Incident risk takes place that affects the interest and/or principal payments on bonds. There are many examples of this variety of risk but most analysts categorise them as follows:
- Regulatory risk. Laws or regulations may change that affect the status of a security and therefore its rate. For example, in some countries government bonds of a maturity of 3 years or less rank as liquid assets for banks (who are required to hold a certain minimum of these); if this status changes, the supply of these securities will increase, driving up the rate (driving down the price).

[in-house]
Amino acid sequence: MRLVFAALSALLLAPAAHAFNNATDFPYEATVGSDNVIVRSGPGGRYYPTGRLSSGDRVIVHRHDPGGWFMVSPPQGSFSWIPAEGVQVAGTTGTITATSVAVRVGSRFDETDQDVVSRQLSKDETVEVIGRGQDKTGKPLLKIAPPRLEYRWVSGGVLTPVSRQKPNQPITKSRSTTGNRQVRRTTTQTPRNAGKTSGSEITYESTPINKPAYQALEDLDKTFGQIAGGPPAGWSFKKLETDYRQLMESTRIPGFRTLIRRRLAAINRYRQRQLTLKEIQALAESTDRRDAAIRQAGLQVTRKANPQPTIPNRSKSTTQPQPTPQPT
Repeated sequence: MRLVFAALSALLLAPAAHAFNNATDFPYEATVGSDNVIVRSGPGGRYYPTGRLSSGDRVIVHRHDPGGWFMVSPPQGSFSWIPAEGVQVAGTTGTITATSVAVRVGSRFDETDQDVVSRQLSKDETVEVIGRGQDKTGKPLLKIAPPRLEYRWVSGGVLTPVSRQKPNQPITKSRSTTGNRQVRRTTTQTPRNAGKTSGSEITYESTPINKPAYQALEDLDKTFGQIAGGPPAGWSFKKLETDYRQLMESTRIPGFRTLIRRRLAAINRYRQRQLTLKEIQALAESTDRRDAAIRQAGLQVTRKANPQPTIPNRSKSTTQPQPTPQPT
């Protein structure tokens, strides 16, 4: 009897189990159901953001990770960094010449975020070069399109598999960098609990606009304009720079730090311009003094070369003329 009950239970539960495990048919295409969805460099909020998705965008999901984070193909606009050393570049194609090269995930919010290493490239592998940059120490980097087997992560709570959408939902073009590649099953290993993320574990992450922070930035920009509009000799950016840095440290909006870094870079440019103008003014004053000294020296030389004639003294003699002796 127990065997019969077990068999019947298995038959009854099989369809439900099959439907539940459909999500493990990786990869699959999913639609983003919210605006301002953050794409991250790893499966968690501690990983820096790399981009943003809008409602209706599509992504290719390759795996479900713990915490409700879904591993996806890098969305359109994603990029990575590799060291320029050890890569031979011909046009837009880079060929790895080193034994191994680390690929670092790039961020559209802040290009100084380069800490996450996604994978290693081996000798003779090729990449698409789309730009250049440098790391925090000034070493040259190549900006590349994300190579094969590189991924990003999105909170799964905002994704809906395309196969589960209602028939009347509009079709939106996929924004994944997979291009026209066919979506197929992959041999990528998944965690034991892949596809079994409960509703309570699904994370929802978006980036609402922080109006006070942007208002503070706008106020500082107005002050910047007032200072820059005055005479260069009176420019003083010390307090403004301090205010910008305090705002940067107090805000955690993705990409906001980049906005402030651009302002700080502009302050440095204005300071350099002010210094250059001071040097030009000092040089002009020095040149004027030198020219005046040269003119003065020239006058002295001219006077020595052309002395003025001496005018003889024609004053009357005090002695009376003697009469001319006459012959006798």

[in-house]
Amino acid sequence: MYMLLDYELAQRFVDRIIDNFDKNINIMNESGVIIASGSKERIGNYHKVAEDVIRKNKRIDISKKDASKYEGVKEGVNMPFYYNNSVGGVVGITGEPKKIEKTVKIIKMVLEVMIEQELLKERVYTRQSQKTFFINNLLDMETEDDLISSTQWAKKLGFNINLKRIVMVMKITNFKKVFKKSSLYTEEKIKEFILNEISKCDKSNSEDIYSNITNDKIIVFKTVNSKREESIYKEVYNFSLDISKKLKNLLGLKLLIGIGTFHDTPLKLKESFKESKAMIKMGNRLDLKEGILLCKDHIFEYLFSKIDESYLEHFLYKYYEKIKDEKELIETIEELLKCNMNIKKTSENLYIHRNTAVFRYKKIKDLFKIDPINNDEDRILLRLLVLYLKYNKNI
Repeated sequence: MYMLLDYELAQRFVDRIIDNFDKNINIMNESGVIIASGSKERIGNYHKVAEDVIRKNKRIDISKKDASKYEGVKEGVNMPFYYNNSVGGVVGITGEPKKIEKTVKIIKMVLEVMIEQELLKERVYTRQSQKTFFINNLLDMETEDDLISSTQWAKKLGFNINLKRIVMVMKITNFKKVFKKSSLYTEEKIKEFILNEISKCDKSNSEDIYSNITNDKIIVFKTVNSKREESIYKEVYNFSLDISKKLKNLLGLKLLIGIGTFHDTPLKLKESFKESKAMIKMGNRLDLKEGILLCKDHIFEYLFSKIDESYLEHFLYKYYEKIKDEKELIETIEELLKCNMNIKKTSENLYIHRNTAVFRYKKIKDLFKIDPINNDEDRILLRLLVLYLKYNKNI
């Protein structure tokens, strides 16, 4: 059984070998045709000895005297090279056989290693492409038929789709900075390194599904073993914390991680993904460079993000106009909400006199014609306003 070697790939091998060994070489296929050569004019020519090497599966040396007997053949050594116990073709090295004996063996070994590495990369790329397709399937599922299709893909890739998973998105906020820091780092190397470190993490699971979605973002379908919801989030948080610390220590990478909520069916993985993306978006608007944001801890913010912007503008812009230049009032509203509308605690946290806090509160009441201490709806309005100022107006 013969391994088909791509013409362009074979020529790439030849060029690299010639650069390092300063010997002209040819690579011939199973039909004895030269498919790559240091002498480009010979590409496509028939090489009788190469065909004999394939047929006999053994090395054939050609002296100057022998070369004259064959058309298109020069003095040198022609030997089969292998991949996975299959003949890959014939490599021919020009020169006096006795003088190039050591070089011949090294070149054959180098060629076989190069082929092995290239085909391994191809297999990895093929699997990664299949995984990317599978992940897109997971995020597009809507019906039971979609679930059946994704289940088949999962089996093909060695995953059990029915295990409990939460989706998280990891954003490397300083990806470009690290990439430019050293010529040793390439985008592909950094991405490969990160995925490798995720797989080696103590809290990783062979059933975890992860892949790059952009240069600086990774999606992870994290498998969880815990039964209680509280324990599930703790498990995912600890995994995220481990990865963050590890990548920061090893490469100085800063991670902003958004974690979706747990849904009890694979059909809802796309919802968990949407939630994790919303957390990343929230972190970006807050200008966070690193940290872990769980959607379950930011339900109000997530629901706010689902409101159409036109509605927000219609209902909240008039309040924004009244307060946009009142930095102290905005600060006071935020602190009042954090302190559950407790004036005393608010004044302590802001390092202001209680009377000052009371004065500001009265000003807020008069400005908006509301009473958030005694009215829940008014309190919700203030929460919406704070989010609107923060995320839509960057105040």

- Political risk. A new government may alter the terms and conditions of repayment of existing issues of bonds.
- Disaster risk. A company may be affected by a natural disaster (e.g. an earthquake), which could impair its ability to pay the interest on and/or principal of its issued bonds.
- Takeover risk. A company may be taken over and this could prejudice its obligation to bondholders.